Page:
Ask Americans what they’re eating on Thanksgiving, and the overwhelming majority (82% here) will say turkey, usually with dressing and gravy. Sweet potatoes, cranberry sauce, and pumpkin pie are pretty universal, too. But there are regional differences in what people select to put on the table, especially in side dishes. FiveThirtyEight held an online poll, crunched the numbers, and came up with a map showing which side dish is disproportionally popular in various regions of the U.S. These aren’t the only dishes that show regional variance.
Going deeper, the Southeast is the definitive home of canned cranberry sauce; respondents from the region are 50 percent more likely to pick that over the homemade variety. The Middle Atlantic states disproportionately have cauliflower as a side — 17 percent in the region versus 9 percent nationwide — while Texas and central Southern states see cornbread as far more necessary than the rest of the country, with 40 percent of respondents from those regions having it at dinner, compared with only 28 percent of the nation.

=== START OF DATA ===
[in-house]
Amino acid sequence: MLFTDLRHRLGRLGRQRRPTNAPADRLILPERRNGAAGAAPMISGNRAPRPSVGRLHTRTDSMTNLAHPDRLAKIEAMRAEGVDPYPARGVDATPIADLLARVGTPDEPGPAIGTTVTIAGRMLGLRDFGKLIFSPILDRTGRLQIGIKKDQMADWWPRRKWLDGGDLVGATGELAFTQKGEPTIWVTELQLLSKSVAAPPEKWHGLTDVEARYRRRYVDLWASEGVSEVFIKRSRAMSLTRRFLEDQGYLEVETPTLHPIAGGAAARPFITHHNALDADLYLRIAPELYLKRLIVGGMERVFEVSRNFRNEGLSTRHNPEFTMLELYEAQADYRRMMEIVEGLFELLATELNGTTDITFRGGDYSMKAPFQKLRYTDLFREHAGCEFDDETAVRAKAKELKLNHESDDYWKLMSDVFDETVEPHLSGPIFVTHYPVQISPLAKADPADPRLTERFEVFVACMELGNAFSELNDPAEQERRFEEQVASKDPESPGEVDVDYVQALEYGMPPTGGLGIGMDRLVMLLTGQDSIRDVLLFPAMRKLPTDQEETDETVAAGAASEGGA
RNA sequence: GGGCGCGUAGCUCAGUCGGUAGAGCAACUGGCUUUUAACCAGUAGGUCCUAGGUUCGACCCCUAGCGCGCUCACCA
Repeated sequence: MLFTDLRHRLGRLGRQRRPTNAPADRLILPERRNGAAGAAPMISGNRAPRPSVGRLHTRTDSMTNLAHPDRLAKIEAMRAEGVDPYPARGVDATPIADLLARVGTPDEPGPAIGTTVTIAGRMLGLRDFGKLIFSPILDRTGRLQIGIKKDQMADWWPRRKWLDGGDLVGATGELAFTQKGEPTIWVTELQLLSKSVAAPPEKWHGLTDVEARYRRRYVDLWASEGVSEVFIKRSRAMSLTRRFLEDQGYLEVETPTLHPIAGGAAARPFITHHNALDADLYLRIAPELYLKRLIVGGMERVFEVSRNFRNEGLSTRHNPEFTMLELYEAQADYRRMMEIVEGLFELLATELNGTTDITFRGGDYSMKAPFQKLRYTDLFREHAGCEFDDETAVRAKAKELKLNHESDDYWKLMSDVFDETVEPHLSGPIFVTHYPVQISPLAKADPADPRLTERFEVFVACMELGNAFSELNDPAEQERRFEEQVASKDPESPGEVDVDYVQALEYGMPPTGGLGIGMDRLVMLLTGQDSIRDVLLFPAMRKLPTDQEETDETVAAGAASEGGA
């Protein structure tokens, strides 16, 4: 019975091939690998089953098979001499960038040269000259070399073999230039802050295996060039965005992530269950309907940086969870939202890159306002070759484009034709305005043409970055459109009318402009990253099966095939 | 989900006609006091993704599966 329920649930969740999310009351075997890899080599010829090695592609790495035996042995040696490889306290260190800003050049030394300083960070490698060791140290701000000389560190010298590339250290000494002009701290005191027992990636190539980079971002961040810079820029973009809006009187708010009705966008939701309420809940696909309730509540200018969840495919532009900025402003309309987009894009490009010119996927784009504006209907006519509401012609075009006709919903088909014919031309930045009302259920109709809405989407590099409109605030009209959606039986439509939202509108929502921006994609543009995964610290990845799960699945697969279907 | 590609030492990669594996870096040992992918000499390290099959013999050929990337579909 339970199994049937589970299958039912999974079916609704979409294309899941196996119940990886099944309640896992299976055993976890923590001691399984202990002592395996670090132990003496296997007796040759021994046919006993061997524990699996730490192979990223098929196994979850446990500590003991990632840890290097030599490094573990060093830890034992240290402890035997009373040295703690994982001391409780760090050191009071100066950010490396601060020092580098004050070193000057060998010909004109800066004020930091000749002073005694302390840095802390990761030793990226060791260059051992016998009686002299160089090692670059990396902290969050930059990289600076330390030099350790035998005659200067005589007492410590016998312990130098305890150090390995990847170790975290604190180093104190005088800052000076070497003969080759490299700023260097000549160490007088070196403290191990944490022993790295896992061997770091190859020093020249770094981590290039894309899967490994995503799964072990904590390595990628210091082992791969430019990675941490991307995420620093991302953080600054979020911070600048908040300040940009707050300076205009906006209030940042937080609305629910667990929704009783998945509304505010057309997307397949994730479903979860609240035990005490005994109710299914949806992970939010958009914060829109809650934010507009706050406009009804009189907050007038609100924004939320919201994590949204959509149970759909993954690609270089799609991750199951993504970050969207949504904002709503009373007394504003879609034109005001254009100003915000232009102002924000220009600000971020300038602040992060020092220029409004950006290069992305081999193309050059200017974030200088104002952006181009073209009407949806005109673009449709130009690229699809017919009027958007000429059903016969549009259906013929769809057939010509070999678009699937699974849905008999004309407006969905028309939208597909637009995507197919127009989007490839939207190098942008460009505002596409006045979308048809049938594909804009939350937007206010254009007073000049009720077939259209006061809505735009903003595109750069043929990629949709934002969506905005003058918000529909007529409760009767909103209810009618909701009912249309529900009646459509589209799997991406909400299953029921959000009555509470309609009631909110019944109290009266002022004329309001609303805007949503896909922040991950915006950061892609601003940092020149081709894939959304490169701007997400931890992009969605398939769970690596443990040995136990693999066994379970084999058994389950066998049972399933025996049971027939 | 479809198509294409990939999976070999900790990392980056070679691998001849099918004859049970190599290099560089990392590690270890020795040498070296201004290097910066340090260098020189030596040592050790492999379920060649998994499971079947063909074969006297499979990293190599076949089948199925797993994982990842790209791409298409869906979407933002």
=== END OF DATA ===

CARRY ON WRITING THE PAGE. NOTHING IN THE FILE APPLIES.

It makes sense to me, because Thanksgiving is all about food tradition. Cornbread was once a staple of every meal in the South, whereas fresh cranberries were hard to find down here before modern food transport methods were in place. So we eat what our grandparents ate 50 years ago, more so on Thanksgiving than other days. That said, I only serve macaroni and cheese at Thanksgiving when there are little children around. Read more about the various regional Thanksgiving side dishes at FiveThirtyEight. -via Marilyn Terrell